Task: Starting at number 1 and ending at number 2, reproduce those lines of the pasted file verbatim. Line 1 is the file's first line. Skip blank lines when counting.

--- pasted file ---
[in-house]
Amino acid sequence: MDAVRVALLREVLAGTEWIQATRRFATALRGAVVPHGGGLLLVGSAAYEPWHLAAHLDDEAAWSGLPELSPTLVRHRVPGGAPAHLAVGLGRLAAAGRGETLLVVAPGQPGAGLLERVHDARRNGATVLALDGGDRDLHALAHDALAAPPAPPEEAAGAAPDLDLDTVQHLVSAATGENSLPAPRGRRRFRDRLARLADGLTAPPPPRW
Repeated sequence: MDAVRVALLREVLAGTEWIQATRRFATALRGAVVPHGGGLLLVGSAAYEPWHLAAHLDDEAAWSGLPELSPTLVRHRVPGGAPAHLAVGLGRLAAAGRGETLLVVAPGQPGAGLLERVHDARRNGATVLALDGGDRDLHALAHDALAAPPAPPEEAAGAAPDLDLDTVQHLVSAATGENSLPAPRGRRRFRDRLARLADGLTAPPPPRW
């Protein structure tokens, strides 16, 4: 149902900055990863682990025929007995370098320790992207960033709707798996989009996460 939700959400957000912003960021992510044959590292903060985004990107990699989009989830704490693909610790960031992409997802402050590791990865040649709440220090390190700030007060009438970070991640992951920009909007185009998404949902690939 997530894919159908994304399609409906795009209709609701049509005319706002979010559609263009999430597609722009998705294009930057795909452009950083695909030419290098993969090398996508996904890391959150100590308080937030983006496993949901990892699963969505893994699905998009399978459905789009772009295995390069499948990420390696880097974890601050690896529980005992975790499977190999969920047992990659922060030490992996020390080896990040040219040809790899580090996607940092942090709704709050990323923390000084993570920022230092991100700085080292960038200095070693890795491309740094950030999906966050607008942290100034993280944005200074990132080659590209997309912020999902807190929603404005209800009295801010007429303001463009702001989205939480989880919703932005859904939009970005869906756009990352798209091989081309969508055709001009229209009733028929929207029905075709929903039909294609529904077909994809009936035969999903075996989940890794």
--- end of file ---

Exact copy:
[in-house]
Amino acid sequence: MDAVRVALLREVLAGTEWIQATRRFATALRGAVVPHGGGLLLVGSAAYEPWHLAAHLDDEAAWSGLPELSPTLVRHRVPGGAPAHLAVGLGRLAAAGRGETLLVVAPGQPGAGLLERVHDARRNGATVLALDGGDRDLHALAHDALAAPPAPPEEAAGAAPDLDLDTVQHLVSAATGENSLPAPRGRRRFRDRLARLADGLTAPPPPRW